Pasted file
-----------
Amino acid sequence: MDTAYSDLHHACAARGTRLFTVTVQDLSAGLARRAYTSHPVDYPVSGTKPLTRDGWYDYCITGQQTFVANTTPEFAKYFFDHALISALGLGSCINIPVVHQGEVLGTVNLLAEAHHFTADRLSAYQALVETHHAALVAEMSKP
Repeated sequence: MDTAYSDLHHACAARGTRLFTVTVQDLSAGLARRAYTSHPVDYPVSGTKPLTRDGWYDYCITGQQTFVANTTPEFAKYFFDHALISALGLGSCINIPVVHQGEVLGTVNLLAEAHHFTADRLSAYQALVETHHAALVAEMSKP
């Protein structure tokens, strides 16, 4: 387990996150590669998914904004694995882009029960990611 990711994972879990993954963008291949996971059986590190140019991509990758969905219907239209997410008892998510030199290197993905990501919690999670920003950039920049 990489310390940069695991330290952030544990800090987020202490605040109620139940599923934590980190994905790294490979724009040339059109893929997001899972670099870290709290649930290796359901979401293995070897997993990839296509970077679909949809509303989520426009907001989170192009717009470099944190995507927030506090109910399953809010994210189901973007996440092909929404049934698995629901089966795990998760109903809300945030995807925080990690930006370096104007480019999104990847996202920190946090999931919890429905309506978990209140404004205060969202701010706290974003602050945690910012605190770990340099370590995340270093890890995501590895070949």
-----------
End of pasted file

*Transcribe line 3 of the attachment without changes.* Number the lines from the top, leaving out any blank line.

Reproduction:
């Protein structure tokens, strides 16, 4: 387990996150590669998914904004694995882009029960990611 990711994972879990993954963008291949996971059986590190140019991509990758969905219907239209997410008892998510030199290197993905990501919690999670920003950039920049 990489310390940069695991330290952030544990800090987020202490605040109620139940599923934590980190994905790294490979724009040339059109893929997001899972670099870290709290649930290796359901979401293995070897997993990839296509970077679909949809509303989520426009907001989170192009717009470099944190995507927030506090109910399953809010994210189901973007996440092909929404049934698995629901089966795990998760109903809300945030995807925080990690930006370096104007480019999104990847996202920190946090999931919890429905309506978990209140404004205060969202701010706290974003602050945690910012605190770990340099370590995340270093890890995501590895070949």